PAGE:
Environmental officials said that the two ports in Long Beach and Los Angeles are one of the nastiest sources of air pollution in the region. This is the concern the regulators are trying to deal with the planned reduction of the 16,000 smoking trucks serving the region’s shipping centers.
The kind clean technology it will replace is far from certain, but one of the world’s largest heavy-duty truck manufacturers, Paccar, is functioning hand-in-hand with Toyota to test a capable alternative.
At the CES this month, held in Las Vegas, cohorts revealed the first of 10 prototypes of hydrogen fuel cell trucks. This places the partners in the contest with players such as Tesla, who focus on the battery-powered semi-trucks.
In passenger cars such as Honda Clarity FCV and Toyota Mirai, it takes about 5 Minutes to refill a hydrogen tank with a traveling range of about 300 km, much less than that needed to charge a battery. While filling the hydrogen tank of a Class 8 truck takes longer, the time needed to recharge the batteries needed for a similar semi-truck would be significantly more in terms of to that condition.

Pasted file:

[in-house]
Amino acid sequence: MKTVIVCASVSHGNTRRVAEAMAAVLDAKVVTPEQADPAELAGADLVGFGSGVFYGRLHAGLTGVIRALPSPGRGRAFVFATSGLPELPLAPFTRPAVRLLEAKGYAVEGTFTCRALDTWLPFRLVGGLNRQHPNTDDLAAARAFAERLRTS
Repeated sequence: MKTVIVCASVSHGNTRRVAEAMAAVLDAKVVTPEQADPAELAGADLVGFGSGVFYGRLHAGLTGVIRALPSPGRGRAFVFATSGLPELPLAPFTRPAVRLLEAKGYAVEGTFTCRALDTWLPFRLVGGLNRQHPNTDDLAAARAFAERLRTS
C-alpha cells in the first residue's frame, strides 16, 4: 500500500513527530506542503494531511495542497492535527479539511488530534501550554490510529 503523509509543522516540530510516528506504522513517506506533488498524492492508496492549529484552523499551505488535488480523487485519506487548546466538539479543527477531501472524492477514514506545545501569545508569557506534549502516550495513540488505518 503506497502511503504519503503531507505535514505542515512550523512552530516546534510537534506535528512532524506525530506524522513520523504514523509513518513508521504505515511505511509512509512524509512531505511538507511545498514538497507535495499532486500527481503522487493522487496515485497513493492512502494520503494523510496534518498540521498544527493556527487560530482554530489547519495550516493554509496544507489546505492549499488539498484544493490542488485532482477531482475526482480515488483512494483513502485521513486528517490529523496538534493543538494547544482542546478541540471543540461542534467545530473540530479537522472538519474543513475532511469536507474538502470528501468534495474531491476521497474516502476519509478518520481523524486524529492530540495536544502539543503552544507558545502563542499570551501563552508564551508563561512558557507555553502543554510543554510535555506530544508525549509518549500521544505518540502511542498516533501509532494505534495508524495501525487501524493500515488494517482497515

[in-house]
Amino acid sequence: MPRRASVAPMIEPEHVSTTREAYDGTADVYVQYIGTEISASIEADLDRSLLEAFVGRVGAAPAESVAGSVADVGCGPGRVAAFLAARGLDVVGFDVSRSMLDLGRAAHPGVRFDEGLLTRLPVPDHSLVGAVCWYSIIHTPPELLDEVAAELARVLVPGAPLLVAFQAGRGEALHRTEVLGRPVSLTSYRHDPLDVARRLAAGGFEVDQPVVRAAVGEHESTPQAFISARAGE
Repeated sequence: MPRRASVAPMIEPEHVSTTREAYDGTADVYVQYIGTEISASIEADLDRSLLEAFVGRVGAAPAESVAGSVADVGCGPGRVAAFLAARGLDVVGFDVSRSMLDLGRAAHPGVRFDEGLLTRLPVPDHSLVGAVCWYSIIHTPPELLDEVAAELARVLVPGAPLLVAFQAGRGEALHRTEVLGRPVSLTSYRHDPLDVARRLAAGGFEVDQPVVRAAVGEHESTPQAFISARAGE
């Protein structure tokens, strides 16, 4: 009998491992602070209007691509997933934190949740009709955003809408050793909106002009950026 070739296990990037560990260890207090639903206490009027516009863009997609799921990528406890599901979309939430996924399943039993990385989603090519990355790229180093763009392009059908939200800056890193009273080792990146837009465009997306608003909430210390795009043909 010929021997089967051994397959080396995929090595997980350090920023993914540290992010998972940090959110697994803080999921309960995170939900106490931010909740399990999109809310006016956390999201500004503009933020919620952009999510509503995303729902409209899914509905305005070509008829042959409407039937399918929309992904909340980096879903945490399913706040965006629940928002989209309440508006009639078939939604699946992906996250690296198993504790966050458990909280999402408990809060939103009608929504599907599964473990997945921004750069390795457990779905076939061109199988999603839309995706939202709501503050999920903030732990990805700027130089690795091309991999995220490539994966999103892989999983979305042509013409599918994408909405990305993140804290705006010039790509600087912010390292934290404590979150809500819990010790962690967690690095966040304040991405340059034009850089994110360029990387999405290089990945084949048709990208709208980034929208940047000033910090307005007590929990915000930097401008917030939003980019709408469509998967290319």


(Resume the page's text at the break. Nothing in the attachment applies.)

The fuel cell system that will be deployed in the prototypes is provided by Toyota. It will be equipped with the latest version of a unique test vehicle that was used in ports last year. The new trucks will, in reality, connect two fireplaces that produce about or 306 hp or 228 kilowatts. This devalues the power of the technology, as the electric motors that drive the wheels produce considerable torque, although Paccar and Toyota representatives do not have definitive torque values.
It is totally unclear at present that which technology will conquer the fort at the end, but one thing is firmly certain that Californian regulators wish to see no diesel trucks at the ports of Las Vegas.